Breaking the Silence

“To stand in silence when they should be protesting makes cowards out of men”. – Abraham Lincoln.

So how does a state successfully commit war crimes, and get away with it? Simple. Ensuring silence. Like an abusive parent guilty of molesting their child, the best way to escape prosecution is to ensure that the child keeps their mouth shut, keeping school teachers and peers utterly oblivious to the daily atrocities which the child is subject to.

While it is wholly questionable that said ‘schoolteachers’ and ‘peers’ were  oblivious to the crisis taking place in Sri Lanka, it is clear the government has taken a similar approach. Intimidation, use of sexual torture, and by taking complete control of the country’s press, the government has ensured that silence is maintained.

Pogroms, destruction of homes and places of worship, all culminating in a bloody civil war ending in Sri Lanka as the government ordered the ruthless massacre of Tamil rebels and civilians alike, with over 75,000 murdered in 2009 alone. A country who’s history is marred with a lengthy record of genocide and ethnic discrimination, Sri Lanka has flown under the international radar for years, using their famed tourist landscapes as a beautiful veil.

However, in recent times this void in information surrounding the crimes taking place daily in Sri Lanka has been decreasing due to the hard work of a number of people and organisations. The pressure on the Sri Lankan state to be prosecuted for these human rights violations has been increasing – and one of the most vital and often underplayed components behind this growing pressure is the voice of the international student body.

Screen Shot 2014-01-03 at 15.52.31

Students in Sri Lanka and across the world have all done their part to expose these crimes, through campaigns and protests, and students at the LSE have followed suit. The LSESU Amnesty International Society as part of their Sri Lanka Campaign worked together with the LSESU Tamil Society to host both an exhibition and student-led discussion, raising awareness of genocide and detailing the ongoing human rights crisis in the country.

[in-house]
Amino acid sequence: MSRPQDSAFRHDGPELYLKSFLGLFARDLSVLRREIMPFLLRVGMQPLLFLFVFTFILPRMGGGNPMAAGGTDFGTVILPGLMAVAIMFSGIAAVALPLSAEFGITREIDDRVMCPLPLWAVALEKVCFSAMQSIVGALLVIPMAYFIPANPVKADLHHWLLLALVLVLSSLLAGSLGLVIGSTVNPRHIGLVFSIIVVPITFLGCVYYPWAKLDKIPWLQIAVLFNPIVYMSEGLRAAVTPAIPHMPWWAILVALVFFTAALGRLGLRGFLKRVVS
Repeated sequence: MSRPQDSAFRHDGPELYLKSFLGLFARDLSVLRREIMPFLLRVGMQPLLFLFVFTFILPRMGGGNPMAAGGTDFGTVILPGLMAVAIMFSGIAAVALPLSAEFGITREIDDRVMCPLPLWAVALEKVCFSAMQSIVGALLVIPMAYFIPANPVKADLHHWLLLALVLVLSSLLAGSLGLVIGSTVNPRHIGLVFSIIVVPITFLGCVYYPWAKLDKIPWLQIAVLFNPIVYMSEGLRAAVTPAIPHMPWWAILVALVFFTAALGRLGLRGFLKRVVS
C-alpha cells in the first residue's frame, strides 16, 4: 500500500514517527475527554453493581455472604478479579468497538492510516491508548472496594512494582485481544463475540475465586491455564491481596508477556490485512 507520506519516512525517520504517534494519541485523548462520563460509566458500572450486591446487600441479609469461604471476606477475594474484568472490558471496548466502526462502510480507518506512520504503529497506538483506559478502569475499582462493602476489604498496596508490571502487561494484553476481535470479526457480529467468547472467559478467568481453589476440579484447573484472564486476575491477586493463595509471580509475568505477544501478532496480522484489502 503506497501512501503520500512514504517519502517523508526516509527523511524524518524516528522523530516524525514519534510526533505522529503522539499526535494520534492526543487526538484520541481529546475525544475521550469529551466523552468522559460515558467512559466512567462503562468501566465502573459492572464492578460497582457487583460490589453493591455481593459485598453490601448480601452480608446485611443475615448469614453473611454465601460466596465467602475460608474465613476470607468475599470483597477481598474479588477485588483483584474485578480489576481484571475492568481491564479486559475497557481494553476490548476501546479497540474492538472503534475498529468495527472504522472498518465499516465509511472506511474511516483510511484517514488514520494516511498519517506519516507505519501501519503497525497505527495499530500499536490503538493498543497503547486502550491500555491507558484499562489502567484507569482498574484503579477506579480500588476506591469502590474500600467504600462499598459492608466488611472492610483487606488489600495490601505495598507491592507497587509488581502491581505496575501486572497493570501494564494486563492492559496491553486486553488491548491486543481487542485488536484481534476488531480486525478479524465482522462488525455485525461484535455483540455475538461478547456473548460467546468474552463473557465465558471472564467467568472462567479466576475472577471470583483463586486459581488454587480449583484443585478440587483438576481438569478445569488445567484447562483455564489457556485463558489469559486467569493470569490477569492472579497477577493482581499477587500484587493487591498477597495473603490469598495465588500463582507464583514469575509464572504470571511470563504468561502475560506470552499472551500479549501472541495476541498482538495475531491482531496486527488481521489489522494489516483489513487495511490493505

Students from all backgrounds were approached, and after being briefed on the situation in Sri Lanka were asked to detail their opinions with the use of one word or phrase. A difficult proposition. The result can be seen below, in the form of this photo montage, hand-picking just a few of the numerous students who took part in the exhibition.

It is cliched enough to say a picture paints a thousand words, but that saying rings poignantly true when observing what these students wrote.  Phrases such as ‘convenient ignorance’, ‘heartless conflict’, and ‘unpunished war crimes’ painted a solemn yet accurate idea of the lives of the people who experience these atrocities daily.

The discussion similarly brought up a lot of emotions. Focussing on Callum McRae’s most recent documentary ‘No Fire Zone’, students were invited to watch a screening, prior to the floor being open to debate about the horrors detailed in the film. Many questions were raised, particularly as to why such crimes were being allowed to go on unpunished, and who or which organisation would eventually step in to bring an end to the crisis in Sri Lanka.

While an exhibition and discussion may seem entirely worthless in the fight against human rights violations, the power of awareness should not be underestimated. Silence strengthens all criminals, from petty robbers to genocidal states. Thus, the aptly named ‘Breaking the Silence’ campaign fights to prevent that. The hard work of the student body to uncover human rights violations does not go in vain, as it is crucial we use our positions to benefit as many other people as we can.

On behalf of the LSESU Tamil Society, we would like to thank LSESU Amnesty International Society for their collaboration with us on this project, and we are hoping this is just the first step of many in these campaigns.

Mathu Karu

Advertisements

Leave a Reply

Fill in your details below or click an icon to log in:

WordPress.com Logo

You are commenting using your WordPress.com account. Log Out / Change )

Twitter picture

You are commenting using your Twitter account. Log Out / Change )

Facebook photo

You are commenting using your Facebook account. Log Out / Change )

Google+ photo

You are commenting using your Google+ account. Log Out / Change )

Connecting to %s